Re: New Job Advise

From: James McGee (
Date: 08/08/02

From: "James McGee" <>
To: "Shawn Duffy" <>, "DSardina" <>
Date: Thu, 8 Aug 2002 21:59:52 +0100


I found myself in a similar position some time back. I had web, app, and db
servers to deal with.
I managed to convince management to go for a load balanced situation and
ended up with two servers in each instance. This does not need to be
expensive, you can use round robin with multiple DNS entries, and just
remove the IP address from the machine you want to work on.
I built each new server from scratch, and applied all best practices to the
new server following all the information I could gather from the OS
providers site, and the rest. I then set about putting in my Security
practices picked up from various sources, and past experience.
Then I applied the websites, this enabled me to clear out a lot of junk,
understand the way the entire system was put together, finding lots of old
files, and archived stuff along the way, once this new system was up,
running and tested, I put this live, and then blasted and rebuilt the new
one, following the processes I had just gone through with the other server.
I found this whole experience to teach me a lot about the applciation that I
was now supporting. It also enabled me to now have two systems, one can be
taken down for upgrades, maintenance and patching, then tested, and then can
be switched back in place, whilst the same process is carried out on the
other one.

On the other hand this may not be possible, ask management to admit that you
will not be held fully responsible if there is a breach with regards to
someone else's work.

Good luck


----- Original Message -----
From: "Shawn Duffy" <>
To: "DSardina" <>
Cc: <>
Sent: Thursday, August 08, 2002 2:02 PM
Subject: Re: New Job Advise

> Hash: SHA1
> This actually can be a rough problem... I generally only like to trust
> boxes that I built myself but that isn't always possible...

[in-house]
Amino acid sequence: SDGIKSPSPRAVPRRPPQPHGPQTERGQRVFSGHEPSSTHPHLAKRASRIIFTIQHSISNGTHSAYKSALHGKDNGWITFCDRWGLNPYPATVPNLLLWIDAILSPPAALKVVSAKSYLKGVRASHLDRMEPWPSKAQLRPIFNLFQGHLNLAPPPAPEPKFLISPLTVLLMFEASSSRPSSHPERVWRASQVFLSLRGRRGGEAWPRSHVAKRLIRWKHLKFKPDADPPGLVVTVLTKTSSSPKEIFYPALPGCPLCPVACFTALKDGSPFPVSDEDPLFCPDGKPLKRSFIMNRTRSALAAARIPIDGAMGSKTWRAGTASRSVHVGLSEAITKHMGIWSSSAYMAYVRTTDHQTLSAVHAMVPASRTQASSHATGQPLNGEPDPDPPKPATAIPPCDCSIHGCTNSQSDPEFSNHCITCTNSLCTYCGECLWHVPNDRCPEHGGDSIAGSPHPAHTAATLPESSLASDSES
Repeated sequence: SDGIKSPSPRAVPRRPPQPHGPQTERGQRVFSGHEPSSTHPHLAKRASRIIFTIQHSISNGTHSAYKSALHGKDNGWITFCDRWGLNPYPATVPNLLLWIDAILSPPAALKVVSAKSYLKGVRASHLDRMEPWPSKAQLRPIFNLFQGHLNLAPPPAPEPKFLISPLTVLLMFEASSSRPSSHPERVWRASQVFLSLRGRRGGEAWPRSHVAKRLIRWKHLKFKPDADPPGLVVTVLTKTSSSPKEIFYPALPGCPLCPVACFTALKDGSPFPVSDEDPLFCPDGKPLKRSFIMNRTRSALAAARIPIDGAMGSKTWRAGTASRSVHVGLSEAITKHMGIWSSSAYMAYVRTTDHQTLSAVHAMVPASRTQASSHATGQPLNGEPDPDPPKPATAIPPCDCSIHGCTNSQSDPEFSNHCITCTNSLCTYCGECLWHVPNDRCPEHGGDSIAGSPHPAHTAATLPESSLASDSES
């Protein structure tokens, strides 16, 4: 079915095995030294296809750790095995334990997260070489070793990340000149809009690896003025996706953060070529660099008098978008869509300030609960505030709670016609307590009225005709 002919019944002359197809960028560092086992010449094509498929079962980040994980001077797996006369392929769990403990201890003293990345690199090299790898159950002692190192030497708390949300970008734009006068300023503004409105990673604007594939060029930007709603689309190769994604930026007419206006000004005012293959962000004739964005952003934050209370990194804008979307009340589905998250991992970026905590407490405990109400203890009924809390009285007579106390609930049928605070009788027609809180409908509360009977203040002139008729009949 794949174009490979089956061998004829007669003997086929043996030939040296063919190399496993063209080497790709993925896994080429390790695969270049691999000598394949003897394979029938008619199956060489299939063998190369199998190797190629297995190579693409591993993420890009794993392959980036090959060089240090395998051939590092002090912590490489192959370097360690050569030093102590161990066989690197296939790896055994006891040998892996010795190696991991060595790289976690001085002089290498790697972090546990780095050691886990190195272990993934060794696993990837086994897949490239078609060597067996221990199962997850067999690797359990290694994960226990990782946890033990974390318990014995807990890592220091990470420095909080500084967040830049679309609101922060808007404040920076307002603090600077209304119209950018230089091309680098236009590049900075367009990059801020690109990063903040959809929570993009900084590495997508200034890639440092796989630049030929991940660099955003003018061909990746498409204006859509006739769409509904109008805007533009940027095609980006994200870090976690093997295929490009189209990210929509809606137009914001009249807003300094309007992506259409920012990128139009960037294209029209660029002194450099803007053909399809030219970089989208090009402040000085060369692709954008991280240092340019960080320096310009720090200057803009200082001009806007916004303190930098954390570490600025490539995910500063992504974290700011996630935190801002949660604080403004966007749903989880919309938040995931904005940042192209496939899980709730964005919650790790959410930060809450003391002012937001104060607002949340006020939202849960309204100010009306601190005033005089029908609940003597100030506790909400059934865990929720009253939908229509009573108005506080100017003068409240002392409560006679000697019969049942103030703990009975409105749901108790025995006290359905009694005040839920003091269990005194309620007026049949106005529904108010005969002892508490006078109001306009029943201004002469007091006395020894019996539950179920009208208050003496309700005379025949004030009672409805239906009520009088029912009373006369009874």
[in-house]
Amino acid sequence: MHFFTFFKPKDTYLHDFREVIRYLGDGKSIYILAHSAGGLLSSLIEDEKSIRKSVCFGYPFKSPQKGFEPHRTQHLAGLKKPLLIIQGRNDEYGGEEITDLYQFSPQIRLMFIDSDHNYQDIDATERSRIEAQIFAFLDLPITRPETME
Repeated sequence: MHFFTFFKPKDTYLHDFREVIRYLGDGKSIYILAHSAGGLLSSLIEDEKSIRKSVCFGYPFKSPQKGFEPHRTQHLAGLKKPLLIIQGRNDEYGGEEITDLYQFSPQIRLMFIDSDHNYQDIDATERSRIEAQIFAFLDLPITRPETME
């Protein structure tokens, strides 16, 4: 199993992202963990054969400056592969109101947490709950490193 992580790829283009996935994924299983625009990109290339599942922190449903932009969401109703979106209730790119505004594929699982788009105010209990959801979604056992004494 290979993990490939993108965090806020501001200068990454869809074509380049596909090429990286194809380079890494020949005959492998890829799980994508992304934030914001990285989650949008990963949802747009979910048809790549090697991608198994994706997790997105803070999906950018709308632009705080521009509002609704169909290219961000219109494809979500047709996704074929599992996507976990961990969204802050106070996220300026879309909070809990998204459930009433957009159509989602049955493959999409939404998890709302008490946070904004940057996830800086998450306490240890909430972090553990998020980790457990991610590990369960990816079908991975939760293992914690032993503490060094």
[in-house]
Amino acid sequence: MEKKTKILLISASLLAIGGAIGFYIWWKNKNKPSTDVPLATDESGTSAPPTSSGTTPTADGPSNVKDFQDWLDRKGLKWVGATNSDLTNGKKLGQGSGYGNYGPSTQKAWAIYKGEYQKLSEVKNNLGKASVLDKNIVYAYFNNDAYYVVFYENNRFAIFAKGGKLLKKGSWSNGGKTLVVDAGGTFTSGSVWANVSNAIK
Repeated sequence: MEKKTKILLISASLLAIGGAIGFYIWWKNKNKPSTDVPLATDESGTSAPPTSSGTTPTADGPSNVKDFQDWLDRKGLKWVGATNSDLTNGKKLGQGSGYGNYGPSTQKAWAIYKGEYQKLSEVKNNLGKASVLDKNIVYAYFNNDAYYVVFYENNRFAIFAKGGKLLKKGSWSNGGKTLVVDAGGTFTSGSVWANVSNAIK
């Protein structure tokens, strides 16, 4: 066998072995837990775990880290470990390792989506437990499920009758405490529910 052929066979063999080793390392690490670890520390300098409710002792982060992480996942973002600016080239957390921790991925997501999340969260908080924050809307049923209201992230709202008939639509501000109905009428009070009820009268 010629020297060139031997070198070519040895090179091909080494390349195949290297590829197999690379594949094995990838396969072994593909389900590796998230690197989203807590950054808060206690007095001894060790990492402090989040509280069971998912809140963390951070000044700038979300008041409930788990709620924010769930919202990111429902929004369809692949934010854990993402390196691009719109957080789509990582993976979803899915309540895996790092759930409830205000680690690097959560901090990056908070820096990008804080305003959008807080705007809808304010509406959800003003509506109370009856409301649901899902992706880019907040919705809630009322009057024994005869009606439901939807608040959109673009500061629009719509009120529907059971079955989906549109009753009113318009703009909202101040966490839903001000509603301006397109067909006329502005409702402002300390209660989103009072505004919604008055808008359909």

> What OS is this box?
> First, I would look at the version numbers of all major software on the
> box... is everything up to the latest possible version, and if not, does
> it present a security risk and is there a GOOD reason it can't be
> upgraded...
> Check the patch level. If this is a Microsoft box, then all you should
> need to do is check all of the patches that are installed.. if it is
> something like a BSD, then maybe you can cvsup the syste source just to
> make sure...
> Run a few different portscanners against... nmap for a basic outline of
> what is listening on the box and maybe Nessus for a more in-depth look...
> You could also consider running a sniffer so that you can monitor traffic
> that is not only coming to the box but also OUT of the box to make sure
> that nothing out-of-the-ordinary is happening...
> Audit user accounts as well... make sure that all of the user accounts are
> necessary, and if not, disable them... I wouldn't delete them right away
> because you never know what you may need since you inherited the box and
> aren't all that familiar with its operations...
> Other than that, I would just try to break down the box as much as
> possible without interrupting service and rebuild as much as possible
> yourself so you know what's going on...
> Good luck!
> shawn p. duffy
> email:
> pgp key:
> pgp: 8988 6FB6 3CFE FE6D 548E 98FB CCE9 6CA9 98FC 665A
> On Mon, 5 Aug 2002, DSardina wrote:
> >
> > Hi All:
> >
> > I've been out of work for a few months, and just landed a new job today.
> > (Web Admin)
> > I knew I would get the job, just because I knew what they wanted, and
> > whatnot.
> >
> > I already know the answer, but im looking for more advice.
> >
> >
> > Question is:
> >
> > When you enter a new job and takeover a new Web Server that's already
> > running and live,
> > what would be the 1st thing you would think of to do? (ex: Port Scan,
> > Admin pword? Check Patchs,ect)
> >
> >
> > Thanks in Advance,
> > DS=-
> >
> >
> >
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